Featured Research

from universities, journals, and other organizations

Brent geese show parents know best

Date:
November 16, 2010
Source:
University of Exeter
Summary:
Research from a six year study on migrating geese has discovered an interesting outcome -- they return to the same spots they were taken to as youngsters. The study suggests young light-bellied Brent geese learn their migratory destinations from parents -- meaning their routes are learned through culture rather than inherited genetically. This raises some some interesting questions about why this species of goose demonstrates this behavior.

A light-bellied Brent goose guards its eggs.
Credit: Photo by Kendrew Colhoun

Research from a six year study on migrating geese has discovered an interesting outcome -- they return to the same spots they were taken to as youngsters.

Related Articles


The findings of the study, published online on November 17 in the journal Molecular Ecology, suggest young light-bellied Brent geese learn their migratory destinations from parents.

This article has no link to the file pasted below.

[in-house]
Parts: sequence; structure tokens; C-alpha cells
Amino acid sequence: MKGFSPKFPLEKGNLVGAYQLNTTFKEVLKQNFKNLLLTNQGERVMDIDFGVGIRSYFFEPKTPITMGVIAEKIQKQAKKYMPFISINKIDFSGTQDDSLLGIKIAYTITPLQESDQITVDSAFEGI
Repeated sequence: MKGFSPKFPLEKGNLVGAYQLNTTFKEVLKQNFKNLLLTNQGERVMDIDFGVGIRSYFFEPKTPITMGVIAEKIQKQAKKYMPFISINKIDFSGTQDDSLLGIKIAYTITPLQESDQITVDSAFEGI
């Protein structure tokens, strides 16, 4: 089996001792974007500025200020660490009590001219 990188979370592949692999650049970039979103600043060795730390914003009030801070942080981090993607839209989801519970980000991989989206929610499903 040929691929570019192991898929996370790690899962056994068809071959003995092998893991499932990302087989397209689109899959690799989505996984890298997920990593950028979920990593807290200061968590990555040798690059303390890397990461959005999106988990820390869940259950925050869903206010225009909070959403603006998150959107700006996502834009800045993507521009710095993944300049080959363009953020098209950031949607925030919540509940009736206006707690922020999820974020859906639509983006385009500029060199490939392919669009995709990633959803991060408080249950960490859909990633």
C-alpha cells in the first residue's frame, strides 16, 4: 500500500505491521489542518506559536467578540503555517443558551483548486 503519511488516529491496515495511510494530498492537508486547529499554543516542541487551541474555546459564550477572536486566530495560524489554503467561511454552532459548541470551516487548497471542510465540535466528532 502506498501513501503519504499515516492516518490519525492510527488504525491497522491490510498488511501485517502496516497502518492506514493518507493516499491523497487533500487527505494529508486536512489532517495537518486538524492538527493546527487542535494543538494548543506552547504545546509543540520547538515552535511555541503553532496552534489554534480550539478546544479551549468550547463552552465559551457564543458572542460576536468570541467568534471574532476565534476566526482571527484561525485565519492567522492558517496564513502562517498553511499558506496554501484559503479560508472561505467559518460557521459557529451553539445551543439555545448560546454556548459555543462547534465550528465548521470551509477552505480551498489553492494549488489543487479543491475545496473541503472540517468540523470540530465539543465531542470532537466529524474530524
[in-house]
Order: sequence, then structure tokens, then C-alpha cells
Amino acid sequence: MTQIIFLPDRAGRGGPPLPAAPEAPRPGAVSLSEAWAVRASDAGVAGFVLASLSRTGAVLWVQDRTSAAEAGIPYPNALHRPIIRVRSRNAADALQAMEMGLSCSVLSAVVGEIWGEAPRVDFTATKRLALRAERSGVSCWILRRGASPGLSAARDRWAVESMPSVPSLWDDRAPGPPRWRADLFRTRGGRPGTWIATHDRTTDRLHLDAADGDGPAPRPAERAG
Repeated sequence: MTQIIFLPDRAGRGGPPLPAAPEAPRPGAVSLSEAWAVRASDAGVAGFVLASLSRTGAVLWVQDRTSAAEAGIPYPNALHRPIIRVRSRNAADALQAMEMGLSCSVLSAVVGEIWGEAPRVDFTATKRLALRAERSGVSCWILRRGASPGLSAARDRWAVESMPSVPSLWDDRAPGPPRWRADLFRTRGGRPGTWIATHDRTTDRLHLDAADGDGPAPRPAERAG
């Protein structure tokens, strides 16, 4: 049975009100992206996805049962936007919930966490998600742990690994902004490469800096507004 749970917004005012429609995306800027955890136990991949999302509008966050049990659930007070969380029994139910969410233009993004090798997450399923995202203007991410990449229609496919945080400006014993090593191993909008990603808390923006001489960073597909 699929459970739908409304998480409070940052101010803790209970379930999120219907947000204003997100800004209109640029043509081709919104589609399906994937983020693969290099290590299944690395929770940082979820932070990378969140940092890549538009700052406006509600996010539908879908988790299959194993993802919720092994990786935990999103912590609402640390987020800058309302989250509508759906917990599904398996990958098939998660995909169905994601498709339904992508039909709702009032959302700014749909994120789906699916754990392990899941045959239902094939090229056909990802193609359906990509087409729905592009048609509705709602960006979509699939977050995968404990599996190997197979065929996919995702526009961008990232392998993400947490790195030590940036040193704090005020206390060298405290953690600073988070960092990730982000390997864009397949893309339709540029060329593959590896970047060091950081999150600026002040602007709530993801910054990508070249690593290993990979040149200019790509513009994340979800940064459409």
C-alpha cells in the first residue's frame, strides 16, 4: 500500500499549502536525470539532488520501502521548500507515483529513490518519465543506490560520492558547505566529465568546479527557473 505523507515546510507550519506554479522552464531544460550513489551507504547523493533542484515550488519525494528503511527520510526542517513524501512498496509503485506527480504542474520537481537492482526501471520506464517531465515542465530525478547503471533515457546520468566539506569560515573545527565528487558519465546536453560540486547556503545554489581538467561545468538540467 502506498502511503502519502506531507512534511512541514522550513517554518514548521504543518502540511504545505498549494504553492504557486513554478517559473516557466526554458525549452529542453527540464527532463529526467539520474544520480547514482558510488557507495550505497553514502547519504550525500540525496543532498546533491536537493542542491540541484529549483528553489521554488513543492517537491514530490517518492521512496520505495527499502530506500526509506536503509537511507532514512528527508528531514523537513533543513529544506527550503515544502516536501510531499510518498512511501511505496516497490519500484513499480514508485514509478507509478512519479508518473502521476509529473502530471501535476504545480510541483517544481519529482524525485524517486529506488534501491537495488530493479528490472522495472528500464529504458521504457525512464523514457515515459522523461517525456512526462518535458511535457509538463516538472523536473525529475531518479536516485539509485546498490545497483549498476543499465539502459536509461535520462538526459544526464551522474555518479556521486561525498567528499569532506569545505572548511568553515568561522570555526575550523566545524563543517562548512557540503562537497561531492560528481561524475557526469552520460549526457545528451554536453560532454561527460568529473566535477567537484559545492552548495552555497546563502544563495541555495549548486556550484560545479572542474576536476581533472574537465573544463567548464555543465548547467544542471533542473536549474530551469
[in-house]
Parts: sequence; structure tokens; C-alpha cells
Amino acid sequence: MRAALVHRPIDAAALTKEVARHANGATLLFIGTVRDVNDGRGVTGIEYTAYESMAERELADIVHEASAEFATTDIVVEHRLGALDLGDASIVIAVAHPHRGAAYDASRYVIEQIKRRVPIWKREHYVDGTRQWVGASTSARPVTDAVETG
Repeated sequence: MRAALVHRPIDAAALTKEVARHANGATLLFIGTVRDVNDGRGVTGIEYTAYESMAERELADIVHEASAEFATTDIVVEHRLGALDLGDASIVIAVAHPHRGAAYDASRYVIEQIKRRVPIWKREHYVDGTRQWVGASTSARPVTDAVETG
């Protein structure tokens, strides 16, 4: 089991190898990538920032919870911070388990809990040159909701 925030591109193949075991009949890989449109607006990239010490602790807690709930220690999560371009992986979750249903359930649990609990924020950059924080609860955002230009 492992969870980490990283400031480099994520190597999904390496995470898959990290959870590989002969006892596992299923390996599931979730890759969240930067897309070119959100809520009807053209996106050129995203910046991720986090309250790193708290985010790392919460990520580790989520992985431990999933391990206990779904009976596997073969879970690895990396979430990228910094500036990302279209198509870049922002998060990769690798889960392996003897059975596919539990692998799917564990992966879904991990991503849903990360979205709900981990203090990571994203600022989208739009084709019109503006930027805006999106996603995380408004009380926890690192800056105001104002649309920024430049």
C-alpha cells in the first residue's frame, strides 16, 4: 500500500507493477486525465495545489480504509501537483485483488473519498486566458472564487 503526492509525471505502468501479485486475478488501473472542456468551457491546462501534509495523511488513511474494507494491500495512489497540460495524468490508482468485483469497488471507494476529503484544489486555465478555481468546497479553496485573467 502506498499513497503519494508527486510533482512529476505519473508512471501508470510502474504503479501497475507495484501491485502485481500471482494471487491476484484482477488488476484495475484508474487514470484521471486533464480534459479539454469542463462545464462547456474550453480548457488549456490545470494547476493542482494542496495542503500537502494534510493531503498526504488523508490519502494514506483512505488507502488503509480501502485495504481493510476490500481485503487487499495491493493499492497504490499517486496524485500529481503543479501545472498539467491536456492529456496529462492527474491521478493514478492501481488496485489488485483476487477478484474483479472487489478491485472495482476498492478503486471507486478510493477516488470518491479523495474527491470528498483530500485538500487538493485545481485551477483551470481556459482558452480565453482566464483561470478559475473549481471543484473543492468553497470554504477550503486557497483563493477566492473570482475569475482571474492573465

This means their routes are learned through culture rather than inherited genetically, raising some interesting questions about why this species of goose demonstrates this behaviour.

Xavier Harrison, from the Centre for Ecology & Conservation (Cornwall) at the University of Exeter, said: "If most offspring settle in the places they were shown in their first year of life, it means there can be a high risk of inbreeding between relatives, which isn't good for the reproductive future of that group. Because of this, it was quite unexpected to find such a high concentration of related birds.

"But there are potential advantages which could explain this pattern. These geese are social foragers, and returning to the same spots to forage with their siblings could allow them better access to food, as related birds may be less competitive over resources.

"Returning to the sites your parents raised you on also makes sense for your own reproductive success, because they have already been proven to be a good choice for producing offspring. It seems that in light-bellied Brent geese, parents know what's best."